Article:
Welcome back readers! (Maybe I’m just saying welcome back to myself because even though this is my first blog post of the 2022-2023 school year, it’s already the seventh week of fall semester! And it’s 4pm on a Monday, and I’ve started drinking my third cup of coffee for the day.)
When I last left you, I was gearing up for spring final reviews and putting the final touches on completing my first year in the MFA Photography program here at Columbia College Chicago. I barely had time to collect myself from the end-of-year whirlwind before flying off to Spain for a month to embark on photo work and research about burlesque performance abroad! Thanks to the Abelson Graduate Research Fellowship, which the Photography department offers to first-year MFA candidates to fund travel, projects, and exhibition, I set out on my first adventure outside of the United States!
While in Spain, I traveled solo in Madrid for two weeks, meeting, interviewing, photographing, and spending time with burlesque performers and producers local to that scene. I also did tons of walking and step-counting—especially late at night, when the sun was settling in and therefore less likely to fry me—as Madrid is truly a lit-up city that never sleeps! After experiencing the art, culture, impressive history, and miraculous Air B&B solitude of Madrid, I traveled via train and then bus to join my friends Katina and David, who were staying on the southern coast of Spain in Almuñécar. While staying with them for my remaining two weeks abroad, I made collaborative portraits of Katina, my collaborator-in-burlesque and visual muse, who was living there all last year with her husband to teach English as a foreign language. We adventured out as a trio to cities like Granada, Seville, and Valencia via buses and rented cars.
During my time in Spain, I made many images to journal and track my destinations on my iPhone while also, of course, taking more “involved” photographs with my “fancy” camera. Returning wholeheartedly to the habit of snapping pics with whatever device is on me made me value collecting memories over as situating the images I make as “work.”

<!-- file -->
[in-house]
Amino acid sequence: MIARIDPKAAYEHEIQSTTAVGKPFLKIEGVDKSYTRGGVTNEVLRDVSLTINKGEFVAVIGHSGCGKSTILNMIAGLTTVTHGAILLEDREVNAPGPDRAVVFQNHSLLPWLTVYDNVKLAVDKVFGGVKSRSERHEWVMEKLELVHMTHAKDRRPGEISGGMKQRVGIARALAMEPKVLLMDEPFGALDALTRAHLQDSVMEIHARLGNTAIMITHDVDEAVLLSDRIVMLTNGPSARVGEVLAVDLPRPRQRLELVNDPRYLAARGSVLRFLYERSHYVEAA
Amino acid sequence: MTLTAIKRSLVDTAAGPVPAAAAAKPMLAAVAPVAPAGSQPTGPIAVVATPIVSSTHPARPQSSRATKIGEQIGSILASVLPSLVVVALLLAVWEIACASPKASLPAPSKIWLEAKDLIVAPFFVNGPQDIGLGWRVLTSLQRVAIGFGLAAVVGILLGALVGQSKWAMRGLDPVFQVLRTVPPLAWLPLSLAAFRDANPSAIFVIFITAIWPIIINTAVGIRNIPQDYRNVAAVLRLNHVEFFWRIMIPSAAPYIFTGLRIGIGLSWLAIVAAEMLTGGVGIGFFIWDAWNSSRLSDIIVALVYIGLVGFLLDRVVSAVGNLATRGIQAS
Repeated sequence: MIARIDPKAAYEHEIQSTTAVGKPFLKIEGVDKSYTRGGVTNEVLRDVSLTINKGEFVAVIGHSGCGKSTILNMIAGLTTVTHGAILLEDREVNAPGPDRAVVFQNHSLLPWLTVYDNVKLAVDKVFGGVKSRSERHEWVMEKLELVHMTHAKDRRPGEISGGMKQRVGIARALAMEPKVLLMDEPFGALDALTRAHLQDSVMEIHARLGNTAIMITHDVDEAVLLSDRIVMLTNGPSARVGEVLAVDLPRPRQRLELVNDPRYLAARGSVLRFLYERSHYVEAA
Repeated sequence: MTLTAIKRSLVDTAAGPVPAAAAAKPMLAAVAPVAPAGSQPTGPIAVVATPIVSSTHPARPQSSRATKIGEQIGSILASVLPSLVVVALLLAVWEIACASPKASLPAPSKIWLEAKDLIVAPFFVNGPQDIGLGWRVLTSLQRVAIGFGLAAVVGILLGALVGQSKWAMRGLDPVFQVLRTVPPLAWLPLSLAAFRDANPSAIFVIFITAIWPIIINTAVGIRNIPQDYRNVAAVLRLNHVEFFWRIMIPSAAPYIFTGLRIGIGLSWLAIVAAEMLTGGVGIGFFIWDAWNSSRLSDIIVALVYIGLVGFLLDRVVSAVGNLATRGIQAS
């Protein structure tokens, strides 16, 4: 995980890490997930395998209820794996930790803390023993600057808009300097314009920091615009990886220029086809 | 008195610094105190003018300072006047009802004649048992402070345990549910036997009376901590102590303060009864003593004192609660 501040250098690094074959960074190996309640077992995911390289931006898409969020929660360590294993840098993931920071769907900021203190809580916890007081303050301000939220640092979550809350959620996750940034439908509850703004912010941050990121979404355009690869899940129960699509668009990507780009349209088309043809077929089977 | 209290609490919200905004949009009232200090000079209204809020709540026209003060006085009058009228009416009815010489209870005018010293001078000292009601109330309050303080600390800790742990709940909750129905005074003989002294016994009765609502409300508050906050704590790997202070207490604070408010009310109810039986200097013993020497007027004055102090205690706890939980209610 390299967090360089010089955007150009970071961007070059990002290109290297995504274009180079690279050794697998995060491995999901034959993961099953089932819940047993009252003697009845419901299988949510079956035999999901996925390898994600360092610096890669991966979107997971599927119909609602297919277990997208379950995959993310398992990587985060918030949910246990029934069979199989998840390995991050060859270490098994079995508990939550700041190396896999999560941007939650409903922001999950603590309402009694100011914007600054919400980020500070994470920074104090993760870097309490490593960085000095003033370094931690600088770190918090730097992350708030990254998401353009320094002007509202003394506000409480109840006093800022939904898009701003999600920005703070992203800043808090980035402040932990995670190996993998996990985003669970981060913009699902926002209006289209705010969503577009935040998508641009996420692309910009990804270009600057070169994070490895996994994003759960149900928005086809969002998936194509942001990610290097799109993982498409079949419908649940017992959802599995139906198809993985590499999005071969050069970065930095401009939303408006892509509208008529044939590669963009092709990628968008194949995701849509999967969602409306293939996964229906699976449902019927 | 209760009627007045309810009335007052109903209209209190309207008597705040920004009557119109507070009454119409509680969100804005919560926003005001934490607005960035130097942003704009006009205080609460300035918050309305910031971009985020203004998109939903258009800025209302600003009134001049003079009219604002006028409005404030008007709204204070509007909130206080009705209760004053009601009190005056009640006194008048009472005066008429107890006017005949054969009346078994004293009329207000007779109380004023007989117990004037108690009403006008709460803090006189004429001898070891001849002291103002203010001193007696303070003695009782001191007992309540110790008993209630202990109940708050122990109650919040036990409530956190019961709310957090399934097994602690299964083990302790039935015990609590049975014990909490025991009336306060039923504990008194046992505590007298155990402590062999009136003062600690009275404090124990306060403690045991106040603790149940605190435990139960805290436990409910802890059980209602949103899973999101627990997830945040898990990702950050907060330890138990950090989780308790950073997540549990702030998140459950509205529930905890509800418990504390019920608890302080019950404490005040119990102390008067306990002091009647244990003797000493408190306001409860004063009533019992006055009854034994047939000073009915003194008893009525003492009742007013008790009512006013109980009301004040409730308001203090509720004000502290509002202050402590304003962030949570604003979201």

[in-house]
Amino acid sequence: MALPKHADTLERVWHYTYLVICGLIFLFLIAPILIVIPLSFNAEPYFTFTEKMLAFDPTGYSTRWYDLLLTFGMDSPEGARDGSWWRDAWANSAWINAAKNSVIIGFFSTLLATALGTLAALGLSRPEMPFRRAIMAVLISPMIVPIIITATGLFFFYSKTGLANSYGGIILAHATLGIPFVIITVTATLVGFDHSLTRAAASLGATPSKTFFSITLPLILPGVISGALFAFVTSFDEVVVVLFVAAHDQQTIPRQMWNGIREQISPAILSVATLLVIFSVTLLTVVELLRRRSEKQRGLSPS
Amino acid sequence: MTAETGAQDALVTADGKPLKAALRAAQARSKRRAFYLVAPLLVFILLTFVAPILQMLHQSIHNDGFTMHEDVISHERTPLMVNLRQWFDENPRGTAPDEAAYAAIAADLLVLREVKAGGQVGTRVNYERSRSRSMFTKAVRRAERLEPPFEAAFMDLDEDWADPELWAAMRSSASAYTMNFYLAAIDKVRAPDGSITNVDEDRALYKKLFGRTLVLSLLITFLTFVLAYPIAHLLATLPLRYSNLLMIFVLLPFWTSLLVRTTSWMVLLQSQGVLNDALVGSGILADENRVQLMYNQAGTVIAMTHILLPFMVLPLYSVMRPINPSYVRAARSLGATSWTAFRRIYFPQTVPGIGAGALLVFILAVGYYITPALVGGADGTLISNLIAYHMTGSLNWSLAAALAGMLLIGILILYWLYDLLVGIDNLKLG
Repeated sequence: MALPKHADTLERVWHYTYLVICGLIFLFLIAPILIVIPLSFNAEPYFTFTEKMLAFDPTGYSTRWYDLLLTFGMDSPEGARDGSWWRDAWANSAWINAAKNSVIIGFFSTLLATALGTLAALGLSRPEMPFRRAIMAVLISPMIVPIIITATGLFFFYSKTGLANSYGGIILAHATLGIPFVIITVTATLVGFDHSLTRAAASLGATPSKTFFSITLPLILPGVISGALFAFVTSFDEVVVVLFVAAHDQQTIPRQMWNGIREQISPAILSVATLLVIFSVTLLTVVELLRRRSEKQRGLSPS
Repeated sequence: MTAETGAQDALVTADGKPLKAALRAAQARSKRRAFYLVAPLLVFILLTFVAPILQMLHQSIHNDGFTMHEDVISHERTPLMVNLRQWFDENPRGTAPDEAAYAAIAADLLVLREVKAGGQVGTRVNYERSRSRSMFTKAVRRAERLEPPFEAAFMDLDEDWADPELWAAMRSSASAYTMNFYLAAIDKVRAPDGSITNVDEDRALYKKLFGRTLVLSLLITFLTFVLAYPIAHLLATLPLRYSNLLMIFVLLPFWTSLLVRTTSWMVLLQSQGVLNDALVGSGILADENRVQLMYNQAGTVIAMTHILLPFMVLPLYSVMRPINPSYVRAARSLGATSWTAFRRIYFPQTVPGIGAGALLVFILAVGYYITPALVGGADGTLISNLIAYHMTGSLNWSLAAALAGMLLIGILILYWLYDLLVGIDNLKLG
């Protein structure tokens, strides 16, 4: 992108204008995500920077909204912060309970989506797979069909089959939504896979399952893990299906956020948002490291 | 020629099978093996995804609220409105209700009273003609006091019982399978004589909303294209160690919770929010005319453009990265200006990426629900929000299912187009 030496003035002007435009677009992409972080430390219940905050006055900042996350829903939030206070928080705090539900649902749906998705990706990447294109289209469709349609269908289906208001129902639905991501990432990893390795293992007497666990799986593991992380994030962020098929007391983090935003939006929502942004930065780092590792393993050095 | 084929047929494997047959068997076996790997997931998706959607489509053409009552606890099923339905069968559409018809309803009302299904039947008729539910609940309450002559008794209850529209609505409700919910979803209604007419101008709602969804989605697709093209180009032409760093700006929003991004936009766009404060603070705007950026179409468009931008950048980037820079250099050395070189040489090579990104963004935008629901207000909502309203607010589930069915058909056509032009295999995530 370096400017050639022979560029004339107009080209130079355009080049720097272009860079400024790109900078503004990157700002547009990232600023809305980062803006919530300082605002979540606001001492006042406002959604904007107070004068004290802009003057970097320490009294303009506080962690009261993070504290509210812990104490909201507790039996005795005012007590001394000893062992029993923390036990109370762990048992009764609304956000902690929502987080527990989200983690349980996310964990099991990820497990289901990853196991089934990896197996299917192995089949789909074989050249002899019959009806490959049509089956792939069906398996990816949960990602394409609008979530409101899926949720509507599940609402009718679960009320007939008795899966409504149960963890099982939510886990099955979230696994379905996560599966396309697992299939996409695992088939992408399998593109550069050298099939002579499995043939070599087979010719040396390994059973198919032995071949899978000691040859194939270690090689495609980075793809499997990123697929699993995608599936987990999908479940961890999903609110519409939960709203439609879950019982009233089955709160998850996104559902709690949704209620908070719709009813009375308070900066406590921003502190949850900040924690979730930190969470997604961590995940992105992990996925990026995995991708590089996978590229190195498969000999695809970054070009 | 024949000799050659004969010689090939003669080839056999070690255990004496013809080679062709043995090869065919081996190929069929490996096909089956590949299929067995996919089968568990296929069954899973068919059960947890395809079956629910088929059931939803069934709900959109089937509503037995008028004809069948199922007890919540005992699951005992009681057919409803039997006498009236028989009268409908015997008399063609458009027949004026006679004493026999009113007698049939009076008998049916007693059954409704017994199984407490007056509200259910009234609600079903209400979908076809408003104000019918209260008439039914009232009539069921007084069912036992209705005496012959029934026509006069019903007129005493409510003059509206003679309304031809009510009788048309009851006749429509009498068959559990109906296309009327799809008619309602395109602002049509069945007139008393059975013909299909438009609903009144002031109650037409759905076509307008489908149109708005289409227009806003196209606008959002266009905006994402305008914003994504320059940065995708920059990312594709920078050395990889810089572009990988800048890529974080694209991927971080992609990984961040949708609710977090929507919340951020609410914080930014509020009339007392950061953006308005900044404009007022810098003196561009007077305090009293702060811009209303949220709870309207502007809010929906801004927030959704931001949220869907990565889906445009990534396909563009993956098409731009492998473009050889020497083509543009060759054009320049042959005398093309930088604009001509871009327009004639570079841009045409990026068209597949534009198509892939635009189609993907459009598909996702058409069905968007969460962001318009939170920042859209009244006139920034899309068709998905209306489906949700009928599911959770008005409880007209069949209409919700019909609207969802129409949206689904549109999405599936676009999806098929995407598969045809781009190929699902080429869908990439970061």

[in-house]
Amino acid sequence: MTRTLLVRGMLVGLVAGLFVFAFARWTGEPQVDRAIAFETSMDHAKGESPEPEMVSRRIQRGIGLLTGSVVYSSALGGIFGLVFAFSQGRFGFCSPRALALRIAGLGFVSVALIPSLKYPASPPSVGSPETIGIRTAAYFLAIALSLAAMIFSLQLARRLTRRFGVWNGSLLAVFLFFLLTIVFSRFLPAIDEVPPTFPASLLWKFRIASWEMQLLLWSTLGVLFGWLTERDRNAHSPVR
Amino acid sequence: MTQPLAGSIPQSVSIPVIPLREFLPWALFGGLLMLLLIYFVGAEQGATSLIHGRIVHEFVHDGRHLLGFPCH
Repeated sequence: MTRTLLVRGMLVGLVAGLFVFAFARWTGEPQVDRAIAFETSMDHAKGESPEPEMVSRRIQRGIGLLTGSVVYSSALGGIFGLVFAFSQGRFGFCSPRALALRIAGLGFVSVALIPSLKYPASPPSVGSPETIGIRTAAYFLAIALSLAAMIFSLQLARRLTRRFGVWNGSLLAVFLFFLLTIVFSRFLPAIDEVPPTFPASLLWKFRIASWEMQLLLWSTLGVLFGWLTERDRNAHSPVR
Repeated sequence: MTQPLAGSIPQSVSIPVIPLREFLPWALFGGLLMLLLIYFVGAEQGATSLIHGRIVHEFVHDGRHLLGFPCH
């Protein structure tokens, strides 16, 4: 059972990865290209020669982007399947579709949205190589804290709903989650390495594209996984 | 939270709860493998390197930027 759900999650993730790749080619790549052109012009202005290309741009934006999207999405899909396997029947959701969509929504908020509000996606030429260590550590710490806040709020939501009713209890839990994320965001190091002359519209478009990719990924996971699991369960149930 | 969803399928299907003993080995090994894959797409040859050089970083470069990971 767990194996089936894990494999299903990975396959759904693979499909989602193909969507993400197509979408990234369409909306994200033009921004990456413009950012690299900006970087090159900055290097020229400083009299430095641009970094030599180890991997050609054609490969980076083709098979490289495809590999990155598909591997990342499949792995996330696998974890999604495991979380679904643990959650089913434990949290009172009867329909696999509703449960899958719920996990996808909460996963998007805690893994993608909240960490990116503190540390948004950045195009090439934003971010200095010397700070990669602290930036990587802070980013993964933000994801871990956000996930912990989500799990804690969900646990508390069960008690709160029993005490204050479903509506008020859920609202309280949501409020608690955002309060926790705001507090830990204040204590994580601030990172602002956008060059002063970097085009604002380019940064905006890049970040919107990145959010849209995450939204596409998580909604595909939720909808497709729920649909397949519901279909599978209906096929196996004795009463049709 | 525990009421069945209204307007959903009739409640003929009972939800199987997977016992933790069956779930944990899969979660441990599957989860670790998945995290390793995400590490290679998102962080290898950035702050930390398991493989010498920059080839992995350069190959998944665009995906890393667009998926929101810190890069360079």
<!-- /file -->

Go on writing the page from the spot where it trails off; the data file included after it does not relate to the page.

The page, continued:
(I should clarify here that ALL image-making methods, in my view, produce valid and interesting imagery, from SLRs to disposable drugstore cameras to Polaroids to iPhones. After all, a Leica medium-to-large-format camera is a machine that I, and many others, will likely never be able to afford.)
In August, I spent a week with fellow Columbia MFA Photography candidate Jessica Hays in Colorado. We went to the enchanting and lush Snowmass Village (with adventures to surrounding towns Leadville and Carbondale) for a workshop at Anderson Ranch Art Center entitled “Looking In, Looking Out,” led by portrait photographer Richard Renaldi. I was awarded a stipend for the cost of the week-long workshop and room and board at the Ranch through Columbia’s Photography department! (Yet another amazing opportunity you should seek out!) I’m proud of the work I made during this intensive workshop, which was also my first time in the mountains.Everything there seemed to bring me inward, closer to myself. It was a chance to breathe and see myself at an overwhelming time of hyper-productivity (sort of what all of grad school is, really). After a year of mostly pointing my camera at others, I made some noteworthy self-portraits, and I meditated deeply on how my inner voice might infuse my visual practice more. I also just loved the rare opportunity to be immersed in scenic Colorado nature.
Now that I’m back to the grind of grad school classes in the bustling city of Chicago, starting research toward my thesis (graduation in the spring, anyone?), and juggling student jobs and my life as an up-and-coming local burlesque producer, I’m even more grateful for the time I had away this summer. I’m happy I had many chances not just to make art, but to think about what my experiences have brought me, and what they might continue to bring!
As I unpack my suitcase from my latest grad school adventure, (I was in New York City for the Printed Matter Art Book Fair, connecting with fellow artists, photographers, and bookmakers from all around the world), I am most thankful for my ability to reflect on all I’ve seen and done…thanks to the ever-present gift of accessibility to image-making–and images themselves.